Part 9 of 10: Southern Idaho back-road photos
At the western entrance to Celebration Park in Melba, ID, the Guffey railroad bridge spans the Snake River. This historical bridge is Idaho’s largest artifact.
The Guffey Bridge as seen from Celebration Park, near the petroglyphs:
Read more: The Bonneville Flood, Melon Gravel, and
Indian Rock Carvings (petroglyphs)
During the late 19th century, access to and from Silver City and other Owyhee mines was difficult, especially in the winter—narrow roads, steep inclines, and snow. In 1898, to help carry gold and silver ore to the rail hub in Nampa, a mine owner, William Dewey, hired J. M. Guffey of Pittsburgh to design and build the bridge.
Read more: Facets of Silver City
The Guffey Bridge is the only “Parker-Through-Truss” railroad bridge in Idaho. There are many styles of truss bridges (Howe, Pratt, camelback, Baltimore, Parker, etc). Essentially they all feature struts of iron or steel that join together in a series of triangles. Their configuration distinguish the type. These structural triangles interconnect to form the complete bridge. To distribute the load on a bridge, each triangle strut is subject to either push (compression) or pull (tension). This combination neutralizes resisting loads and enables the bridges to span great distances. The Guffey Bridge spans 500 feet and is 70 feet high.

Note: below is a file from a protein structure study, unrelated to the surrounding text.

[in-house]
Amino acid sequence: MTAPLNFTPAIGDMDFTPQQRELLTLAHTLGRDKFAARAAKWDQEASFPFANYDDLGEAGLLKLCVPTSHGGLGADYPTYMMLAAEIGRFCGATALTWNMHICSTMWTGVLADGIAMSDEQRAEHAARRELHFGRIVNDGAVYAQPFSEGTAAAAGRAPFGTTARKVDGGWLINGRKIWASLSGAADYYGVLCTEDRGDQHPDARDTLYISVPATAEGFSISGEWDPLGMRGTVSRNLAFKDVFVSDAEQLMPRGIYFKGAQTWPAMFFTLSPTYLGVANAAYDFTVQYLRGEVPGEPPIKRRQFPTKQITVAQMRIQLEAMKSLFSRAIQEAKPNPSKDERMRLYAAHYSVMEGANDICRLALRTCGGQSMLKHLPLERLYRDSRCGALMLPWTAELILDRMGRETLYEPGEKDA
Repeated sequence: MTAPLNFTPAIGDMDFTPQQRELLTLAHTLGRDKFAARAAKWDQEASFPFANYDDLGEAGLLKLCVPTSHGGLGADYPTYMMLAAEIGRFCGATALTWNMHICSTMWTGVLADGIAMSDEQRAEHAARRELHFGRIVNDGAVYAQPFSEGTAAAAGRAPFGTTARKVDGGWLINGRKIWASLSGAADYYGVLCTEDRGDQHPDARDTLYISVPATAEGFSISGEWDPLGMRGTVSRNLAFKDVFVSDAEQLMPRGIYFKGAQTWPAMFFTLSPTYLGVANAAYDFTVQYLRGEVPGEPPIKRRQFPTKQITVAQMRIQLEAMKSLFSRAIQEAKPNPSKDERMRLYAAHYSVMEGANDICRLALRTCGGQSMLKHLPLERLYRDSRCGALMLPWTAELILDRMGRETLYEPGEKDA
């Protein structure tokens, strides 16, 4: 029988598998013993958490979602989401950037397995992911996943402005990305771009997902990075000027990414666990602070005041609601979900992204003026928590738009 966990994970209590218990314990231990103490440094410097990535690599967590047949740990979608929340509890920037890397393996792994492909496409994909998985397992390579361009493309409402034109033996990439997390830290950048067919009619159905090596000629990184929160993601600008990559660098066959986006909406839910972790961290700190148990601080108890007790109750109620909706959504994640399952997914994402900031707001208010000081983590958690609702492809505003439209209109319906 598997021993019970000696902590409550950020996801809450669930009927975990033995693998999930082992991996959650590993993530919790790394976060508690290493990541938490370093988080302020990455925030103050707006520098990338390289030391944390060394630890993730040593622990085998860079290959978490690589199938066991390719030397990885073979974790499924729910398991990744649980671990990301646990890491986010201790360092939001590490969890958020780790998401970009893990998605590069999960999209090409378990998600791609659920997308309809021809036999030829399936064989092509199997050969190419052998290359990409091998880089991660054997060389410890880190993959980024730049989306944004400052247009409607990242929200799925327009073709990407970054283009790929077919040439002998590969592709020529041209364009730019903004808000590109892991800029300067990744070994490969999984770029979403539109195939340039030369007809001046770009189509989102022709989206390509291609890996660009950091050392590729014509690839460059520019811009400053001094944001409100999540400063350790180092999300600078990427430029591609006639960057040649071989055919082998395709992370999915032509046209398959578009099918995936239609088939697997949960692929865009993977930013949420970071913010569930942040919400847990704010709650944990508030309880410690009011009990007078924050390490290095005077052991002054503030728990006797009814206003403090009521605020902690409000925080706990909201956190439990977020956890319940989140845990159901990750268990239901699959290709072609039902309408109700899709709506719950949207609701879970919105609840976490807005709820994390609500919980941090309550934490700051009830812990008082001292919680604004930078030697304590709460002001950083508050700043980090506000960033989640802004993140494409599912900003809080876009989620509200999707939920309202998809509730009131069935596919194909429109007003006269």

In the early 20th century, gold and silver ore was nearly depleted. So the bridge supported passenger train service until 1948 and then local freight traffic. The bridge was abandoned in 1947. Before being demolished in the 1970s, it was bought by Canyon County which restored it in 1989. The bridge now serves as a walking link between Snake River hiking trails.
Here’s the entrance to the bridge facing south:
The Snake River winding eastward, as seen from the bridge:
The basalt boulders on the north shore of the river:
Fred’s pickup truck, our primary transportation for five days, framed by the bridge: